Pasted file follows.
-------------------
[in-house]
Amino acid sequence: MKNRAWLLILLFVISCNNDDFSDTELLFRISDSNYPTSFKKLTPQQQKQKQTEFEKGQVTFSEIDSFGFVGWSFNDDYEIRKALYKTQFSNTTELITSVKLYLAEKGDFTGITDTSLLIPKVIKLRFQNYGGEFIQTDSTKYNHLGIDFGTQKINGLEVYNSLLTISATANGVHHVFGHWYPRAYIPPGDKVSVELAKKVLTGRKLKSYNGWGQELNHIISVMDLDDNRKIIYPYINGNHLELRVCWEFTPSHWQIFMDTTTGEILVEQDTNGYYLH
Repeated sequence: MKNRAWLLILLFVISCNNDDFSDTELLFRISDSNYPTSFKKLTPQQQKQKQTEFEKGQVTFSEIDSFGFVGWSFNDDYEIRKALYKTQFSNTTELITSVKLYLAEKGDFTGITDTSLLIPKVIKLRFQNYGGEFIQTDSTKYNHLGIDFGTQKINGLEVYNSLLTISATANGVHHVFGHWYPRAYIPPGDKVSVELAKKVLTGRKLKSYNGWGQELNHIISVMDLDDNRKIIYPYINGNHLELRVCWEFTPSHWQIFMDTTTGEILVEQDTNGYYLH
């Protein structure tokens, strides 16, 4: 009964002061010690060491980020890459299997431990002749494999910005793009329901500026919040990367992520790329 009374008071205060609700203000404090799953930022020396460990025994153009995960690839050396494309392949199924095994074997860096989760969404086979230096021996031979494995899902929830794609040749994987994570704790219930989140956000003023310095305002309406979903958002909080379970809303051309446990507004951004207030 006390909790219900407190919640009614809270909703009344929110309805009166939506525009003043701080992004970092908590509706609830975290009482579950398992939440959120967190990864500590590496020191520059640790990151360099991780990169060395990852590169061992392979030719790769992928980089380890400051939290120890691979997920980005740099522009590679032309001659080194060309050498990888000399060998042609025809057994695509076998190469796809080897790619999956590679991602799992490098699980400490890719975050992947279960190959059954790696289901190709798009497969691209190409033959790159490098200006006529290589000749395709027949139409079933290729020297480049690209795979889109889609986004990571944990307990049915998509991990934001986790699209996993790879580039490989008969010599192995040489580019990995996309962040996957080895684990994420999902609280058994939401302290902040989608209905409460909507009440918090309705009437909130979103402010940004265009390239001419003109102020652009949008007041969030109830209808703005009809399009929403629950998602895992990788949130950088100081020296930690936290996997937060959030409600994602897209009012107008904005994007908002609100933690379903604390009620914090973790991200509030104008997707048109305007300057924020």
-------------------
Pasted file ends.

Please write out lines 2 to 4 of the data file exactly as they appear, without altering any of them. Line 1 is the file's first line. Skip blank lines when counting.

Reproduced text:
Amino acid sequence: MKNRAWLLILLFVISCNNDDFSDTELLFRISDSNYPTSFKKLTPQQQKQKQTEFEKGQVTFSEIDSFGFVGWSFNDDYEIRKALYKTQFSNTTELITSVKLYLAEKGDFTGITDTSLLIPKVIKLRFQNYGGEFIQTDSTKYNHLGIDFGTQKINGLEVYNSLLTISATANGVHHVFGHWYPRAYIPPGDKVSVELAKKVLTGRKLKSYNGWGQELNHIISVMDLDDNRKIIYPYINGNHLELRVCWEFTPSHWQIFMDTTTGEILVEQDTNGYYLH
Repeated sequence: MKNRAWLLILLFVISCNNDDFSDTELLFRISDSNYPTSFKKLTPQQQKQKQTEFEKGQVTFSEIDSFGFVGWSFNDDYEIRKALYKTQFSNTTELITSVKLYLAEKGDFTGITDTSLLIPKVIKLRFQNYGGEFIQTDSTKYNHLGIDFGTQKINGLEVYNSLLTISATANGVHHVFGHWYPRAYIPPGDKVSVELAKKVLTGRKLKSYNGWGQELNHIISVMDLDDNRKIIYPYINGNHLELRVCWEFTPSHWQIFMDTTTGEILVEQDTNGYYLH
């Protein structure tokens, strides 16, 4: 009964002061010690060491980020890459299997431990002749494999910005793009329901500026919040990367992520790329 009374008071205060609700203000404090799953930022020396460990025994153009995960690839050396494309392949199924095994074997860096989760969404086979230096021996031979494995899902929830794609040749994987994570704790219930989140956000003023310095305002309406979903958002909080379970809303051309446990507004951004207030 006390909790219900407190919640009614809270909703009344929110309805009166939506525009003043701080992004970092908590509706609830975290009482579950398992939440959120967190990864500590590496020191520059640790990151360099991780990169060395990852590169061992392979030719790769992928980089380890400051939290120890691979997920980005740099522009590679032309001659080194060309050498990888000399060998042609025809057994695509076998190469796809080897790619999956590679991602799992490098699980400490890719975050992947279960190959059954790696289901190709798009497969691209190409033959790159490098200006006529290589000749395709027949139409079933290729020297480049690209795979889109889609986004990571944990307990049915998509991990934001986790699209996993790879580039490989008969010599192995040489580019990995996309962040996957080895684990994420999902609280058994939401302290902040989608209905409460909507009440918090309705009437909130979103402010940004265009390239001419003109102020652009949008007041969030109830209808703005009809399009929403629950998602895992990788949130950088100081020296930690936290996997937060959030409600994602897209009012107008904005994007908002609100933690379903604390009620914090973790991200509030104008997707048109305007300057924020």